Definition of Pericyclic Reactions.A pericyclic reaction is one in which bonds are made or broken in a concerted cyclic transition state. A concerted reaction is one which involves no intermediates during the course of the reaction (left). A stepwise and therefore non-concerted and non-pericyclic reaction is shown with a discrete intermediate (right).
(Intrinsic) Reaction coordinate (IRC
Understanding pericyclic reactions therefore involves understanding the transition states that control them.
Pericyclic reactions have certain characteristic properties, although as usual it is not difficult to find exceptions to all these rules.
- There is no nucleophilic or electrophilic component. This means that in the arrow pushing sense, there is no beginning and no ending for the arrows, and the arrow pushing can occur in either a clockwise or anti-clockwise direction.
- Normally, no catalyst is need to promote the reactions. However, many transition metal complexes can catalyse pericyclic reactions by virtue of d-orbital participation. Lewis acids also catalyse many forms of pericyclic reactions, either directly, or by changing the mechanism of the the reaction so that it becomes a stepwise process (ie the right hand diagram above) and hence no longer a true pericyclic reaction.
- Pericyclic reactions normally show a very high stereospecificity.
- Pericyclic reactions can be frequently promoted by light (denoted hν in the text) as well as heat (denoted Δ in the text). Normally, the stereochemistry under the two sets of conditions is different, and it was (originally) thought invariably opposite. Current thinking about the photochemical route is more complex!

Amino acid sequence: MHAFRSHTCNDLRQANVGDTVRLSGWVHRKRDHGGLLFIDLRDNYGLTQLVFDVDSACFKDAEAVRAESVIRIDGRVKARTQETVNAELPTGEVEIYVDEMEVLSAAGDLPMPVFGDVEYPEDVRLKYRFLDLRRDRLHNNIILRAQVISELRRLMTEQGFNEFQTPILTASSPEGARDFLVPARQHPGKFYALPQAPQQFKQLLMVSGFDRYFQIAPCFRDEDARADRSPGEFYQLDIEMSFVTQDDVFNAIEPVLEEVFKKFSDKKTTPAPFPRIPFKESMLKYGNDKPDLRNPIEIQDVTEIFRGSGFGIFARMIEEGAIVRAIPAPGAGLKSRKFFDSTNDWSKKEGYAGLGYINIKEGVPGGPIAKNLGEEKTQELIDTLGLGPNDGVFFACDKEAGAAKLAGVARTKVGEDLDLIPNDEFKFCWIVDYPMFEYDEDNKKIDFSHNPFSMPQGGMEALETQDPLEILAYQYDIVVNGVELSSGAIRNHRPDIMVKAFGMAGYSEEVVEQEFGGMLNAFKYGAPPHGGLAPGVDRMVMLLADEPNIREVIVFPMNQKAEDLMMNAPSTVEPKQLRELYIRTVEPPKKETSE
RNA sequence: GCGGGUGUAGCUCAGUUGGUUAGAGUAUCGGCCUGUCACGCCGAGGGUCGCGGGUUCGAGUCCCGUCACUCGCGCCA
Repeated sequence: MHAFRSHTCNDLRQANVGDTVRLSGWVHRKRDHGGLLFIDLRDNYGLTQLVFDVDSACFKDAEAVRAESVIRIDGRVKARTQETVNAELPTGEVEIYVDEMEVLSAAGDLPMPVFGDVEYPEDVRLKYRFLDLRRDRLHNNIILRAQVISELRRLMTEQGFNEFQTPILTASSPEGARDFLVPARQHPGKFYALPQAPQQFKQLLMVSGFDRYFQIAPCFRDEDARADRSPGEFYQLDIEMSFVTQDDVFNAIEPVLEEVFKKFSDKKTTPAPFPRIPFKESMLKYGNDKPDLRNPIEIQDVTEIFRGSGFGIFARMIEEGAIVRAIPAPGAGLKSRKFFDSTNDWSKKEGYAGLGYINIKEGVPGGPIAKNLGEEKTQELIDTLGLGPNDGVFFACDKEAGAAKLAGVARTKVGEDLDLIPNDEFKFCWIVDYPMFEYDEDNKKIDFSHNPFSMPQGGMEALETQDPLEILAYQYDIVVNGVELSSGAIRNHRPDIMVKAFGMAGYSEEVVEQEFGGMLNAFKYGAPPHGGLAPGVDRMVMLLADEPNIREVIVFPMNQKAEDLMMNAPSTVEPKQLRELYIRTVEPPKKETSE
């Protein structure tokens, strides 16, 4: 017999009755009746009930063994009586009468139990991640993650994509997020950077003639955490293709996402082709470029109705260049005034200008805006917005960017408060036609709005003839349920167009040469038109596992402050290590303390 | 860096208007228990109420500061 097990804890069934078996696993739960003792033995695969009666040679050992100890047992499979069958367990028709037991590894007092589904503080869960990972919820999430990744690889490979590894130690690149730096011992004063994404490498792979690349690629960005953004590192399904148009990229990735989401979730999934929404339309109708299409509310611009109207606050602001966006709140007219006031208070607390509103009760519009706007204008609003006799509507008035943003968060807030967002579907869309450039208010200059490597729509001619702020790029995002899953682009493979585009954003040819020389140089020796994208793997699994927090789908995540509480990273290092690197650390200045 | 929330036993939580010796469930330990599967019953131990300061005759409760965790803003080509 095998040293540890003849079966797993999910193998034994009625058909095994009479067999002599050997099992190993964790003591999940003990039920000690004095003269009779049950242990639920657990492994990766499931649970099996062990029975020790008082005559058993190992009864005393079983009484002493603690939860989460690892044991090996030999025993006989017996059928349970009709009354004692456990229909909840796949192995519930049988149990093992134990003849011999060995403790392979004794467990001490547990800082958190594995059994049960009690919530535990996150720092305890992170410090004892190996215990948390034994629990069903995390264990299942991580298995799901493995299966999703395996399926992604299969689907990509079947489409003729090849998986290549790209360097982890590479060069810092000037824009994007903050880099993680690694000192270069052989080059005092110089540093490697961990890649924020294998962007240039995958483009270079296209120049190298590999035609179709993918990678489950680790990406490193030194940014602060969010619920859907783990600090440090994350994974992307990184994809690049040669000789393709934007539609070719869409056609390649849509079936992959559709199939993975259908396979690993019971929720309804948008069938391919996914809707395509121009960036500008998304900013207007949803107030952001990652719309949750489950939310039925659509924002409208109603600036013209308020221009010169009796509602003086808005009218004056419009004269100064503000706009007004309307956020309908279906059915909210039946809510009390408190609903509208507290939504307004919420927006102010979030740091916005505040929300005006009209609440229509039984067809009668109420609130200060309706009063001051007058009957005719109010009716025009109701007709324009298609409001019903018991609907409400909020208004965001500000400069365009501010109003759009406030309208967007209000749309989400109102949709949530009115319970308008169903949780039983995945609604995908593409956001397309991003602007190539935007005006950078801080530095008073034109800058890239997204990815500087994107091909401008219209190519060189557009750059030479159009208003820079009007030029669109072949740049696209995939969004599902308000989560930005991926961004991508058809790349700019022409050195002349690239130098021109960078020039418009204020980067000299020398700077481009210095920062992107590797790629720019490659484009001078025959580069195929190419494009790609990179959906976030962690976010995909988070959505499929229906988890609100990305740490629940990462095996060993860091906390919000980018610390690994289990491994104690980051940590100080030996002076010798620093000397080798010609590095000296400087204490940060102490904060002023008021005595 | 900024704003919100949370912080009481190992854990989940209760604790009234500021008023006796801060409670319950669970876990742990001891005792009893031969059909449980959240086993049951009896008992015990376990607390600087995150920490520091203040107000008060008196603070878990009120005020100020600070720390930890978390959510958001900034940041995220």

- Pericyclic reactions can occur in the gas phase with no solvent. There is a relatively small solvent effect on the rate of reaction (unless the reactants themselves happen to be charged, ie carbonium or carbanions). Quite recently, the use of water to accelerate pericyclic reactions (by perhaps a factor of 10 to 100) has been much investigated, but the acceleration is largely due to the formation of hydrogen bonds specific to the transition state.
- It has very recently been shown that it is possible to influence pericyclic outcomes using quite literally mechanical stress (Mechanochemistry)
- The reactions can be accelerated by the use of pressure for those involving a substantial decrease in volume. Catalysts ("molecular containers") also exist which provide suitable "cavities" for promoting pericyclic reactions such as cycloadditions.
- Unlike nucleophilic/electrophilic reactions, pericyclic reactions are unusual in that surprisingly few enzymes which catalyse them are known. Artificial catalytic antibodies ('abzymes') can be created which can perform this feat, "Diels-Alderase" does this for cycloadditions and Chorismate mutase for the Claisen rearrangement, and they act via points 5 and 7 above.